As for Franco, his chronicle of how one man crafted the worst movie ever made – The Disaster Artist – would be notable enough for the discipline the story brought to his directorial skills. But when you factor in his demented performance as The Room auteur Tommy Wiseau, complete with “All-American guy” accent and lounge-lizard loucheness, and you can see a whole other level of the modern-day renaissance man’s talent open up. The commitment these two former matinee idols show in these films could not be more admirable, or make us more anxious to see how they try to top it.

25 things we loved about the movies


Girl, you’ll be a man-eating woman soon. No horror film – not even Get Out, which continues to get better with every viewing – floored us more this year than the French shocker about a college student (Garance Marillier) who develops a taste for human flesh. It’s tough to watch, tougher to look away and toughest of all to believe that this is director Julia Ducournau’s first feature, given how assured and controlled it is. Best of all, it takes the coming-of-age movie into some odd, unexpected places – call it the bloody flip side to Lady Bird. 

25 things we loved about the movies

The Frances and Sam Blues Explosion: ‘Three Billboards Outside Ebbing, Missouri’

She’s a take-no-shit mom trying to shame local law-enforcement into investigating her daughter’s murder; he’s a dim-witted racist deputy with mom issues. She isn’t afraid to kick a teenage girl in the crotch; he will throw a man out a two-story window in a fit of enraged mourning. Both of them are in need of serious redemption, and what Frances McDormand and Sam Rockwell do with these two Martin McDonagh characters feels nothing short of miraculous. The Fargo actress tears into her vengeful-matriarch part with fangs, turning this woman into an avenging angle capable of tenderness (that doctor’s office scene with Woody Harrelson) and a Biblical fury. As for Rockwell, it takes a certain actor to guide you along the arc of such a flawed, violent, unsympathetic man and make you feel he’s earned the small, it’s-a-start victories he gets along the way. And both of them know exactly how to make this playwright-turned-filmmaker’s lines sing.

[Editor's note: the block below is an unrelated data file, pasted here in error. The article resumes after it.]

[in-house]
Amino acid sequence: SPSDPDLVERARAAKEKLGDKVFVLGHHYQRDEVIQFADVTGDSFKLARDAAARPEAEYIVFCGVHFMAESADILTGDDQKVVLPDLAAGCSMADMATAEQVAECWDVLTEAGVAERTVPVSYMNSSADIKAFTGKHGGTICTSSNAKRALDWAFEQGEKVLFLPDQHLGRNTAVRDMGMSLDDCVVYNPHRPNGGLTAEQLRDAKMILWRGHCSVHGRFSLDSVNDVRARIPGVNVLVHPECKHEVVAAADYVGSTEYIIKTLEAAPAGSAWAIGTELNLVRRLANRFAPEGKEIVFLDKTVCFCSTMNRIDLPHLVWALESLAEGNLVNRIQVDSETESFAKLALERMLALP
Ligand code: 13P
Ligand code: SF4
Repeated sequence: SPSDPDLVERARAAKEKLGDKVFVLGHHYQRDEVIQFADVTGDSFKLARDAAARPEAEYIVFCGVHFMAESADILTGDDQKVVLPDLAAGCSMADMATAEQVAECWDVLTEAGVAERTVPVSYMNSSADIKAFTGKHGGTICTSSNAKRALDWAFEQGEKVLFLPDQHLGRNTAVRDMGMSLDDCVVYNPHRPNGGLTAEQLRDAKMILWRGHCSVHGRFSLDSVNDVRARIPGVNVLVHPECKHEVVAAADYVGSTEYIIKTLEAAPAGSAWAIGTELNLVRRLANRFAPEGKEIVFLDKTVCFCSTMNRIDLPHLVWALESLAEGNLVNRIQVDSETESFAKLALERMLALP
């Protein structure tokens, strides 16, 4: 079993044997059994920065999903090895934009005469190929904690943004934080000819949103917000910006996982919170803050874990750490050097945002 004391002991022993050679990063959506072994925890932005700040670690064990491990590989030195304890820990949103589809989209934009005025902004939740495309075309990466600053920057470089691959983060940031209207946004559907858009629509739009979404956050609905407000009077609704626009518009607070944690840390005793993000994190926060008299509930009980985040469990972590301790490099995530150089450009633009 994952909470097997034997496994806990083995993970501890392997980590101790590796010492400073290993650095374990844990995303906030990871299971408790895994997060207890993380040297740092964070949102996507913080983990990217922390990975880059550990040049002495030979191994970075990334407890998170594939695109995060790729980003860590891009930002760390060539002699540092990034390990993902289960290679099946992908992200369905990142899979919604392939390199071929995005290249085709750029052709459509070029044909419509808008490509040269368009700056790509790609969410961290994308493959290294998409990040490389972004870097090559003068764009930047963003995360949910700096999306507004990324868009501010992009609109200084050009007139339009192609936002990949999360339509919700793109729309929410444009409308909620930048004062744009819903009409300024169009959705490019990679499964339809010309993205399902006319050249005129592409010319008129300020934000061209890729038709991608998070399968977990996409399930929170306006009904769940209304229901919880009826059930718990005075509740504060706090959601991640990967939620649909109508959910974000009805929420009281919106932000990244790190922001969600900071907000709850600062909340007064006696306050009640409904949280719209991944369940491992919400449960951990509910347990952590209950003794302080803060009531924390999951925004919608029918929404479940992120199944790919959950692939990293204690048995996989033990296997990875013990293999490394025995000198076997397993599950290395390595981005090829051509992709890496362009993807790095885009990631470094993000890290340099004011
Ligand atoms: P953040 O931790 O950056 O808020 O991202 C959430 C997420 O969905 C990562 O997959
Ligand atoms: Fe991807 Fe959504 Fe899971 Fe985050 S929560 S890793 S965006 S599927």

25 things we loved about the movies


How do you solve a problem like Christopher Nolan, an man who can turn cerebral puzzles into blockbusters but still makes you feel like you’re watching cinema directed by a brain in a jar? Answer: Give him a massive WWII set piece to recreate. The filmmaker somehow turned his massive spectacle about a turning point in Britain’s battle against the Nazis (the old ones, not the shitty modern-day ones we’re dealing with now) into something with urgency, humanity, a pulse, a soul. You could actually hear a heartbeat beneath all of his usual bells and whistles, which only made the cross-cutting between three chronologically mixed stories feel that much more of an achievement. We always knew he was a technically proficient and someone who could intellectualize pop. Dunkirk proves, once and for all, that he’s also an artist, full stop. 

25 things we loved about the movies

‘Rat Film,’ ‘Dawson City’ and 2017’s Offbeat-Doc Renaissance

It’s not that hard to cobble together a 10-best documentary list every year if you watch a decent amount of nonfiction flicks – and thanks to HBO, Netflix and a number of distributors still willing to get them out to a moviegoing public, you’ve arguably never had a better chance to see them en masse. But 2017 was the year we had serious trouble limiting a documentary list to just 10 – from Faces Places to Ex Libris, The Challenge to The Work, there was a bounty of cinema vérité ready, willing and able to blow your mind.